Words by : Nolan Warner-Sullivan
They call us “Lost Boys.” On our paychecks they label us “maintenance” but everybody seems to enjoy with the nickname coined long before my first winter at Camp Woodward. We’re the guys that do the dirty work during the winter; we fix stuff, we clean stuff, we tear stuff down, and then we put it up again. Some have referred to us as the “pond scum” of camp, some try not to refer to us at all. At our most we are about a dozen dudes doing the thankless work for camp.
It’s a labor of love and this job has been a dream of mine for a long time. I started coming to camp during the summer of 2010, at the age of twelve. Since that first week here I’ve done a lot. I’ve had my workplace be the inside of the dish-room and the inside of a cabin, I’ve been lucky enough to teach skateboarding and counsel kids, and I’ve been unlucky enough to drop a bowl of oatmeal on my feet. Through all the highs and lows of my six summers here I have always loved camp. I live here now, in a little grey house on the outskirts of the camp’s grounds. I live with skateboarders and BMX riders, I live the sober and the not so sober, I live at a summer camp in the winter.
Mentally, it can be difficult. Camp Woodward is positioned in the middle of nowhere Pennsylvania. The nearest real town is forty-five minutes away, and most of our neighbors are Amish. I talk to the same twelve people every day and I do just about the same thing every day with only small variations in my routine: I go to work, I eat, I ride my skateboard, and I sleep. To an outsider the job sounds like a nightmare, but being a lost boy is an extremely exclusive gig and I don’t think any one of my co-workers takes it for granted. We’re never asked for our rent, we never have to worry about the heat getting shut off, our commute is a seven minute walk to the front office, and we have some of the biggest and best indoor skateparks waiting for us all week long; void, for the most part, of the annoying scooter rider who keeps snaking you, or the kid who talks incessantly, or the old guy continually preaching about “the good ol’ days.”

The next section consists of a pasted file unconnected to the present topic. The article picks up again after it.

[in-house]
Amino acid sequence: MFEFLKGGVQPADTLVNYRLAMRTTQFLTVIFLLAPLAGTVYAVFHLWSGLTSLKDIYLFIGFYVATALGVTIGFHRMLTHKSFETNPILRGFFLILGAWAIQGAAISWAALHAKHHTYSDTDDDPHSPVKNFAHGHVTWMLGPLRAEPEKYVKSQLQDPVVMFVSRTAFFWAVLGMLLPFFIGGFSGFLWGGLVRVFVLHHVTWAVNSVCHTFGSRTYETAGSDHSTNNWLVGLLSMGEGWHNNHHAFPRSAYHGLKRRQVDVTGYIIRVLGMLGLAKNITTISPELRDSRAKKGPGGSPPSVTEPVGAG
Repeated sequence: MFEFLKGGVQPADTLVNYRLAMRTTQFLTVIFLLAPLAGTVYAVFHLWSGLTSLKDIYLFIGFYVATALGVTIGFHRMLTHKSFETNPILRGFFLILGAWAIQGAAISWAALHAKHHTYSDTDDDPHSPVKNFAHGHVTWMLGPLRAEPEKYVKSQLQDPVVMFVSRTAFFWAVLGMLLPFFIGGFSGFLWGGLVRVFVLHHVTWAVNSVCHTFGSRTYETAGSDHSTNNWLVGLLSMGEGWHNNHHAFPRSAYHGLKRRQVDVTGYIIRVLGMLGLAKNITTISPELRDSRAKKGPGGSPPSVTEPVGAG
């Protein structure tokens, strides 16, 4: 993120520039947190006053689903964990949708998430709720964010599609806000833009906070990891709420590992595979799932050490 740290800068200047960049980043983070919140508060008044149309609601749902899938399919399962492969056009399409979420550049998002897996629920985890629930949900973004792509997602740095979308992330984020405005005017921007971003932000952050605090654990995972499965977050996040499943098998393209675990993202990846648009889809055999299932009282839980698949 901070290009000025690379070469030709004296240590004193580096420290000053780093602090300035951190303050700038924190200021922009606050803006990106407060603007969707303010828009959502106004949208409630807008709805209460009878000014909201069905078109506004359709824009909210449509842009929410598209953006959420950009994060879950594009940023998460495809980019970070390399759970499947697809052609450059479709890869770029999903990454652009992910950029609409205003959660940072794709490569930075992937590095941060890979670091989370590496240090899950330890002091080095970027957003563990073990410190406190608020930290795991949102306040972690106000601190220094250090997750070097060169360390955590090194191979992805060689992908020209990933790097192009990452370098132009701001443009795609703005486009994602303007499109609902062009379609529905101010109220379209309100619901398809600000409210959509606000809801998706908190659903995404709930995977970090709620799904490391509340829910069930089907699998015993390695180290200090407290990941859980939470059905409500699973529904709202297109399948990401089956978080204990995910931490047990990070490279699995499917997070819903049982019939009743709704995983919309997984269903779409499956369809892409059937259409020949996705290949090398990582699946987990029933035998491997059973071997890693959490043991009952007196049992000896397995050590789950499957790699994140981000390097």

I will remember this year for the rest of my life. I will remember these faces and these stories for as long as my battered brain can hold memories. It takes a special kind of person to subject themselves to this lowly level of living, to willingly become “pond scum,” and to love every minute of it. It takes somebody with drive and passion and thick skin; it takes quite the character. I am convinced that the twelve guys I interact with on a regular basis are some of the most interesting people I will ever meet. As a crew we’ve created inside jokes and specific jargon that only we understand. The Lost Boys are like an exclusive club within a subculture.
The work is shitty, the hours can be long, and the bathroom gets disgusting pretty routinely; the microwave broke about a month-and- a-half ago and still isn’t fixed and there are always dishes in the sink. But, in many ways, writing this feels like writing a love letter. This is a love letter to the dirt and grime, a love letter to the dust and sweat, to the long days and sore hands; this is a love letter to The Lost Boys, a love letter to never growing up, a love letter to a summer camp in the winter time.